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Bob Lind, Published January 25 2013

Lind: ND Air Force pilot almost attacked Cuba, walked Roger Maris

Three past columns that were unrelated at the time come together today. One concerned an Air Force pilot; another was about the Cuban missile crisis; and the third was about Fargo’s famed baseball player.

The pilot story was about the late Theodore “Joe” Mertes, of Mantador, N.D., who flew during both World War II and the Korean War, and was a member of the North Dakota Air National Guard.

His son, Roger Mertes, of Detroit Lakes, Minn., who is a retired Air Force officer, sends another story about his dad, this one relating to the Cuban missile crisis of 1962. Neighbors recently ran a story about an area family’s experience during that dramatic time.

Roger’s father, Joe, was in training at Keesler Air Force Base, Biloxi, Miss., in the early 1960s, training, Roger says, “for a second career after flying; his peepers were starting to go.”

Then, Roger says, “Guess what? Yep, Cuba pops up,” with Russian missiles there posing a threat to the United States.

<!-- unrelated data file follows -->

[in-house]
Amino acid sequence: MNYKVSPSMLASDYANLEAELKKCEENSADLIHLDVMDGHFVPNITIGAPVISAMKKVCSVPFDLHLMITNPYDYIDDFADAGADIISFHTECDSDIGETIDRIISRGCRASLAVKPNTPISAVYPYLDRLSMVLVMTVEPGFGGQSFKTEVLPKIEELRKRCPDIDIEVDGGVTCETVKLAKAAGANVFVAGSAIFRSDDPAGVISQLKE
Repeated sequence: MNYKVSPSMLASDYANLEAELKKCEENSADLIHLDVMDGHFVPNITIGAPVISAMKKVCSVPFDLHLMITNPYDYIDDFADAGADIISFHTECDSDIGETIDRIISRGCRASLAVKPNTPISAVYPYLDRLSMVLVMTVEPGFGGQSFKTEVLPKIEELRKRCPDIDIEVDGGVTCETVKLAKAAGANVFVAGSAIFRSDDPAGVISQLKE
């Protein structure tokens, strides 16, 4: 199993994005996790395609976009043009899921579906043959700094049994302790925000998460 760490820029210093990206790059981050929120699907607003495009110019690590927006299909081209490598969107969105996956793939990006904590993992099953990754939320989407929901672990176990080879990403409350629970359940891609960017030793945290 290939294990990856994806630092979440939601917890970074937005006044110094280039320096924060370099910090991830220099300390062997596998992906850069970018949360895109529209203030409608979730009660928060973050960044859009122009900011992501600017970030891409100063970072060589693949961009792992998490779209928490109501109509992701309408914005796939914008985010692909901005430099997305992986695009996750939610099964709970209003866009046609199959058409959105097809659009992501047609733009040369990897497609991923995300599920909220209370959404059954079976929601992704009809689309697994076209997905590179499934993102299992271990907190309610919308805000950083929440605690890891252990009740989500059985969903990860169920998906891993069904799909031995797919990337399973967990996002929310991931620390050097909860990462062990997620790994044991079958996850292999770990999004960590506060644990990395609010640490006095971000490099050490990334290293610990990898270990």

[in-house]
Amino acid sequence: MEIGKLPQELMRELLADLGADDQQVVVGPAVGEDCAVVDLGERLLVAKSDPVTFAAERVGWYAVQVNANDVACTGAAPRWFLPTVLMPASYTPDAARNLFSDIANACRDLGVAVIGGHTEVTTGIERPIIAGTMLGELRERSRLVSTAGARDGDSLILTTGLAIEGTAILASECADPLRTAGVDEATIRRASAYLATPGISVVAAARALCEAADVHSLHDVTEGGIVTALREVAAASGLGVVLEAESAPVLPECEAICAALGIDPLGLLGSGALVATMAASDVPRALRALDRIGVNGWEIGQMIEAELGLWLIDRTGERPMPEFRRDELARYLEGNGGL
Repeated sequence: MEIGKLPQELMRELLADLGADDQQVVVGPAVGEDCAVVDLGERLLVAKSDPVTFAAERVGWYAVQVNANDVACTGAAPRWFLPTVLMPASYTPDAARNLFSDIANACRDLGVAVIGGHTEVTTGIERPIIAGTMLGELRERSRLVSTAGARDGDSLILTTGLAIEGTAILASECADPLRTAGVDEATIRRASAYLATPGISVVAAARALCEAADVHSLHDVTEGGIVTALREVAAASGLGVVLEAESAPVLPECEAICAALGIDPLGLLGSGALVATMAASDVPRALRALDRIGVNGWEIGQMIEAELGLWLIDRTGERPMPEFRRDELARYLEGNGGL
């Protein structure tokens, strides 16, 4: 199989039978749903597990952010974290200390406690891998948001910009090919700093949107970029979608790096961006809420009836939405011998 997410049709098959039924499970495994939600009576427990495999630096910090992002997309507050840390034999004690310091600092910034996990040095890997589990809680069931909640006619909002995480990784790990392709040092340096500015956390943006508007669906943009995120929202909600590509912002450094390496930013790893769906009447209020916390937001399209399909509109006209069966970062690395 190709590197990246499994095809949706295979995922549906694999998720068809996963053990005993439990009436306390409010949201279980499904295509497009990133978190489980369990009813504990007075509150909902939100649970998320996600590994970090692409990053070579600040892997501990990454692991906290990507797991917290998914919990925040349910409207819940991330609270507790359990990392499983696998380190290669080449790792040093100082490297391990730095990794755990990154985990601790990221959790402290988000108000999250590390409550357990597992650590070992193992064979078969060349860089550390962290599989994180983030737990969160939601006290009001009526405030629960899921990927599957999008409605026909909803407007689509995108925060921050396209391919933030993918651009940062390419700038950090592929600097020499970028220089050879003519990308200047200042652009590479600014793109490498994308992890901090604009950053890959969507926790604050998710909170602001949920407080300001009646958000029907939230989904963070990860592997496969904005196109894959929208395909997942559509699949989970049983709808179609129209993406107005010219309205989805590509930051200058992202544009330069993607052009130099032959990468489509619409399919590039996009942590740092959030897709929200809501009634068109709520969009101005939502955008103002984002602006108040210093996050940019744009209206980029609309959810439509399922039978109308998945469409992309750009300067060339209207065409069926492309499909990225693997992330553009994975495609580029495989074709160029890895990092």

“Keesler had four T-33s to keep the two or three other pilots on base qualified in flight,” Roger says. “Dad was a visiting pilot.

“The next thing you know, Dad is sitting in a T-33 ready to attack Cuba. He didn’t have any armament, but the good folks at Keesler gave him two .45s and a bucket of ammo. His mission was to simply fly toward Cuba and be a decoy.”

Fortunately, the crisis ended before Joe had to become that decoy.

Later, when he was with the Air Guard – nicknamed the Happy Hooligans – Joe pitched for the Guard’s baseball team.

One day, Roger writes, the Hooligans’ team was to play “a Fargo team that featured a kid named Roger Maris.

“Preceding the game, many suggested Dad had no chance of keeping Maris from hitting a home run.

“Dad got miffed, and at game time he proudly marched out of the dugout saying, ‘No hit for this kid.’

“He faced Roger in the second inning and promptly threw four mean fast balls at Roger’s ankles and walked him. Made him dance a little during his at-bat, too.

“But at the end of the inning, Dad walked proudly back to the dugout and asked, ‘Did anybody see any home runs?’ ”

Clearly, you didn’t mess with Joe Mertes.

But going back to his Air Force career, here’s a note from John Clark, a retired Air Force officer, who liked the story about Joe because he was a friend of Joe’s son when both were assigned to the Minot (N.D.) Air Force Base.

John, also the son of a veteran, thanks The Forum for writing about veterans from this area; veterans like Joe Mertes.


If you have an item of interest for this column, mail it to Neighbors, The Forum, Box 2020, Fargo, ND 58107; fax it to (701) 241-5487; or email blind@forumcomm.com